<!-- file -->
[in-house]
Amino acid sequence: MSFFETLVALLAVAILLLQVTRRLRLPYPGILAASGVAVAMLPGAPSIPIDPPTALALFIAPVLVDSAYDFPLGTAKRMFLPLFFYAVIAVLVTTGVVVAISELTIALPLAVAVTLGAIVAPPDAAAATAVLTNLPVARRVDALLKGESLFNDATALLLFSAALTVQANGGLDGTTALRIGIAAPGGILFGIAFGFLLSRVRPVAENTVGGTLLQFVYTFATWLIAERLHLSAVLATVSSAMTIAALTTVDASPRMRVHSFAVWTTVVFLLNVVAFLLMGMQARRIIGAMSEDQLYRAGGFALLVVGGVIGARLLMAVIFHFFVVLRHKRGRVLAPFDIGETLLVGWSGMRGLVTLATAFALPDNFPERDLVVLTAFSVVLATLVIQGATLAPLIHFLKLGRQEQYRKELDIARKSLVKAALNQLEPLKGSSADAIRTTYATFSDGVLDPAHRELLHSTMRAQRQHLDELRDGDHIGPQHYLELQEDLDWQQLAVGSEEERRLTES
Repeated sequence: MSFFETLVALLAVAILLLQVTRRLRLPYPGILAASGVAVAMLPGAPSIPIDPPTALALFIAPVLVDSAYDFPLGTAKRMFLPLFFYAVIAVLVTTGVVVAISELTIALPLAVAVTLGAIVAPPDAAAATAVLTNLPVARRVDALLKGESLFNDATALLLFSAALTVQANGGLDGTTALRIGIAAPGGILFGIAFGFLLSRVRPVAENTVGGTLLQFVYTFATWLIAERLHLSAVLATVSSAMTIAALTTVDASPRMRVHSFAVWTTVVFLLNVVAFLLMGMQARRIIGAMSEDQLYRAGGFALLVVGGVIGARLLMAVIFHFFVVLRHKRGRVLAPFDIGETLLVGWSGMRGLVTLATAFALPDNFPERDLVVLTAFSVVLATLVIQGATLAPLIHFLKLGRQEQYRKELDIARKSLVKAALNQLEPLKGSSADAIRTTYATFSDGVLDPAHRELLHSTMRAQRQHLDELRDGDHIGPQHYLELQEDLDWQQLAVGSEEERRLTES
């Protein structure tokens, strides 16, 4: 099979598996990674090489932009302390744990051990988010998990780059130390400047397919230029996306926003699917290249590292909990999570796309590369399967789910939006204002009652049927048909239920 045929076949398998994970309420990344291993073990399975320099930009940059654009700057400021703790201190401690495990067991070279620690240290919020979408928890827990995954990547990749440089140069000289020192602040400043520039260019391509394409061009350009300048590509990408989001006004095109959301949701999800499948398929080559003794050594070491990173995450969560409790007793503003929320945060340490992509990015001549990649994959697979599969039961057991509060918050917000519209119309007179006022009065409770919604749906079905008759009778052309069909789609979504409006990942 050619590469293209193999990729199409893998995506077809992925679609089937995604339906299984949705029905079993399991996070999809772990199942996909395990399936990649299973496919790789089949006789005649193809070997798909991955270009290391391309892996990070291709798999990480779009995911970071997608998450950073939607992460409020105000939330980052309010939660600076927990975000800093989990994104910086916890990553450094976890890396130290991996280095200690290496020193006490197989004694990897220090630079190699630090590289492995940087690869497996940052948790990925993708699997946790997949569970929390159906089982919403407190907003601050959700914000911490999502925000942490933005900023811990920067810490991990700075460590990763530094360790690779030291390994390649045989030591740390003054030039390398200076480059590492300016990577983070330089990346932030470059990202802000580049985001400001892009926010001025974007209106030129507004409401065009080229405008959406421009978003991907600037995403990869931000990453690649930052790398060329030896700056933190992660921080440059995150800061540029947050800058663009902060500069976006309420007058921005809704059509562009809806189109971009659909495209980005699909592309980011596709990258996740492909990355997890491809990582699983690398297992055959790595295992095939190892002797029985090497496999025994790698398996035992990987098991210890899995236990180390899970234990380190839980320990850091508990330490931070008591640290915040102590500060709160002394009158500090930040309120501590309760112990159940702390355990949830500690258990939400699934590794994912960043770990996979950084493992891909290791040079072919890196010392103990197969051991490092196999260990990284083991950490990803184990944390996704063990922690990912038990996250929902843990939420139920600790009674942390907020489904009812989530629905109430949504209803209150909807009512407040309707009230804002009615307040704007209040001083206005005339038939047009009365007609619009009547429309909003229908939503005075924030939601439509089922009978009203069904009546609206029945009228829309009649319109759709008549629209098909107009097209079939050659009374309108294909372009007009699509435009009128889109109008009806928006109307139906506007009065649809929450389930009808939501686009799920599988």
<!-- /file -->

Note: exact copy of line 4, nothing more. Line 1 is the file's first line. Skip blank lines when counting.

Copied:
């Protein structure tokens, strides 16, 4: 099979598996990674090489932009302390744990051990988010998990780059130390400047397919230029996306926003699917290249590292909990999570796309590369399967789910939006204002009652049927048909239920 045929076949398998994970309420990344291993073990399975320099930009940059654009700057400021703790201190401690495990067991070279620690240290919020979408928890827990995954990547990749440089140069000289020192602040400043520039260019391509394409061009350009300048590509990408989001006004095109959301949701999800499948398929080559003794050594070491990173995450969560409790007793503003929320945060340490992509990015001549990649994959697979599969039961057991509060918050917000519209119309007179006022009065409770919604749906079905008759009778052309069909789609979504409006990942 050619590469293209193999990729199409893998995506077809992925679609089937995604339906299984949705029905079993399991996070999809772990199942996909395990399936990649299973496919790789089949006789005649193809070997798909991955270009290391391309892996990070291709798999990480779009995911970071997608998450950073939607992460409020105000939330980052309010939660600076927990975000800093989990994104910086916890990553450094976890890396130290991996280095200690290496020193006490197989004694990897220090630079190699630090590289492995940087690869497996940052948790990925993708699997946790997949569970929390159906089982919403407190907003601050959700914000911490999502925000942490933005900023811990920067810490991990700075460590990763530094360790690779030291390994390649045989030591740390003054030039390398200076480059590492300016990577983070330089990346932030470059990202802000580049985001400001892009926010001025974007209106030129507004409401065009080229405008959406421009978003991907600037995403990869931000990453690649930052790398060329030896700056933190992660921080440059995150800061540029947050800058663009902060500069976006309420007058921005809704059509562009809806189109971009659909495209980005699909592309980011596709990258996740492909990355997890491809990582699983690398297992055959790595295992095939190892002797029985090497496999025994790698398996035992990987098991210890899995236990180390899970234990380190839980320990850091508990330490931070008591640290915040102590500060709160002394009158500090930040309120501590309760112990159940702390355990949830500690258990939400699934590794994912960043770990996979950084493992891909290791040079072919890196010392103990197969051991490092196999260990990284083991950490990803184990944390996704063990922690990912038990996250929902843990939420139920600790009674942390907020489904009812989530629905109430949504209803209150909807009512407040309707009230804002009615307040704007209040001083206005005339038939047009009365007609619009009547429309909003229908939503005075924030939601439509089922009978009203069904009546609206029945009228829309009649319109759709008549629209098909107009097209079939050659009374309108294909372009007009699509435009009128889109109008009806928006109307139906506007009065649809929450389930009808939501686009799920599988």